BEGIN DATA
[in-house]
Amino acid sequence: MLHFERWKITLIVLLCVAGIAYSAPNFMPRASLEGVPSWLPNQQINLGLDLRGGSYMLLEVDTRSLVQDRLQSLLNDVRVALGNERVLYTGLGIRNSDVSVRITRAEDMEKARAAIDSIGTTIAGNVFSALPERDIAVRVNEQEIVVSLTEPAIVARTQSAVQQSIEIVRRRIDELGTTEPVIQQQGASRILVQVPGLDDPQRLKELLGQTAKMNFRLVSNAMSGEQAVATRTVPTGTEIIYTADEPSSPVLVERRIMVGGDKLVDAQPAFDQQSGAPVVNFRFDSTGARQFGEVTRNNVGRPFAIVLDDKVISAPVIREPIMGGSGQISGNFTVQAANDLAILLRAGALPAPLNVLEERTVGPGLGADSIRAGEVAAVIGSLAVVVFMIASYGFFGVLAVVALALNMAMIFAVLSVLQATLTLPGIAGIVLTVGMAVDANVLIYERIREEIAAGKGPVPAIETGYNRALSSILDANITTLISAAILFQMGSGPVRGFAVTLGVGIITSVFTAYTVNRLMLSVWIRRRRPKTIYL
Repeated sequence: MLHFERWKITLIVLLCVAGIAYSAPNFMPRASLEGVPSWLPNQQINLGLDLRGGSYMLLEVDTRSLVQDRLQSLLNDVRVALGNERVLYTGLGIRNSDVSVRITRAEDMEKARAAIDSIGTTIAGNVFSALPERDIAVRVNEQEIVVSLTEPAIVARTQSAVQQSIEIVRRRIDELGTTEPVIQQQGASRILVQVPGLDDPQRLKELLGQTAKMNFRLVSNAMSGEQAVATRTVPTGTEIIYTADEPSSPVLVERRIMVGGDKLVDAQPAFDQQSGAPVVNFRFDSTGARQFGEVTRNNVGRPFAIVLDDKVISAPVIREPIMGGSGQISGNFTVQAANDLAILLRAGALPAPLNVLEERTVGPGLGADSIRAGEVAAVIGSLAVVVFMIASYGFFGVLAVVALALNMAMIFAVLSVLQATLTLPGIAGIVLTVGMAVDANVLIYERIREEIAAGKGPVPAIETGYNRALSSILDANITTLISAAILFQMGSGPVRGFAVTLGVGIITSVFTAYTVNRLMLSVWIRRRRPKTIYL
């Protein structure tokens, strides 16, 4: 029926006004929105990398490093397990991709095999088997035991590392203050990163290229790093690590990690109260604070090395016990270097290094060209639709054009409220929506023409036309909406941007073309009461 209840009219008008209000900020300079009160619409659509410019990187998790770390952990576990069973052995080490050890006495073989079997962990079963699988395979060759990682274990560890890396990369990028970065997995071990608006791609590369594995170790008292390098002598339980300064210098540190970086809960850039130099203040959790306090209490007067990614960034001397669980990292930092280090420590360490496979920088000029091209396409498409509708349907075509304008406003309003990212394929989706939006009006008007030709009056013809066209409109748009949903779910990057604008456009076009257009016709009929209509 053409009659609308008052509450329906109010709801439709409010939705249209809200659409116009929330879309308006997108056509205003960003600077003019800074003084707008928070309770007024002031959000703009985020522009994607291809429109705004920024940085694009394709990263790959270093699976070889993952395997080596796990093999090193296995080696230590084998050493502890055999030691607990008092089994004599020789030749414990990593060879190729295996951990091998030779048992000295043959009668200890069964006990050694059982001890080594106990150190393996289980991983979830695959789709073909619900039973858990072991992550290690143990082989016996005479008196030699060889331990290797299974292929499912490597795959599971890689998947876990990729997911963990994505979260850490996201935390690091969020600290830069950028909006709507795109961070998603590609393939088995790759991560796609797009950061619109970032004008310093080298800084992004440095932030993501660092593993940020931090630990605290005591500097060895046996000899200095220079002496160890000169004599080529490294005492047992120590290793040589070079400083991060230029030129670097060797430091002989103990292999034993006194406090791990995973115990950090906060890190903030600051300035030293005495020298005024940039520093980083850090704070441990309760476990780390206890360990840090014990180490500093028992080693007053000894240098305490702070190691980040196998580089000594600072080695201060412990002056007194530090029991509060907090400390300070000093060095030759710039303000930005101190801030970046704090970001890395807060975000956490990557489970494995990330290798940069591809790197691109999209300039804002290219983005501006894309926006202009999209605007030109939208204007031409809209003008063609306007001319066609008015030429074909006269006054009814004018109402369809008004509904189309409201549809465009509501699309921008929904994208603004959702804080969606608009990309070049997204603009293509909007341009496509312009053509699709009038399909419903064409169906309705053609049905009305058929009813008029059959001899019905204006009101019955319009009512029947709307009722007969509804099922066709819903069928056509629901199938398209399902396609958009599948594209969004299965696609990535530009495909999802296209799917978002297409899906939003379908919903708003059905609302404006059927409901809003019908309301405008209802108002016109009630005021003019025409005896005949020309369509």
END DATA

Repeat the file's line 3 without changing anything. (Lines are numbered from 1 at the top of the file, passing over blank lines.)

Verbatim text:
Repeated sequence: MLHFERWKITLIVLLCVAGIAYSAPNFMPRASLEGVPSWLPNQQINLGLDLRGGSYMLLEVDTRSLVQDRLQSLLNDVRVALGNERVLYTGLGIRNSDVSVRITRAEDMEKARAAIDSIGTTIAGNVFSALPERDIAVRVNEQEIVVSLTEPAIVARTQSAVQQSIEIVRRRIDELGTTEPVIQQQGASRILVQVPGLDDPQRLKELLGQTAKMNFRLVSNAMSGEQAVATRTVPTGTEIIYTADEPSSPVLVERRIMVGGDKLVDAQPAFDQQSGAPVVNFRFDSTGARQFGEVTRNNVGRPFAIVLDDKVISAPVIREPIMGGSGQISGNFTVQAANDLAILLRAGALPAPLNVLEERTVGPGLGADSIRAGEVAAVIGSLAVVVFMIASYGFFGVLAVVALALNMAMIFAVLSVLQATLTLPGIAGIVLTVGMAVDANVLIYERIREEIAAGKGPVPAIETGYNRALSSILDANITTLISAAILFQMGSGPVRGFAVTLGVGIITSVFTAYTVNRLMLSVWIRRRRPKTIYL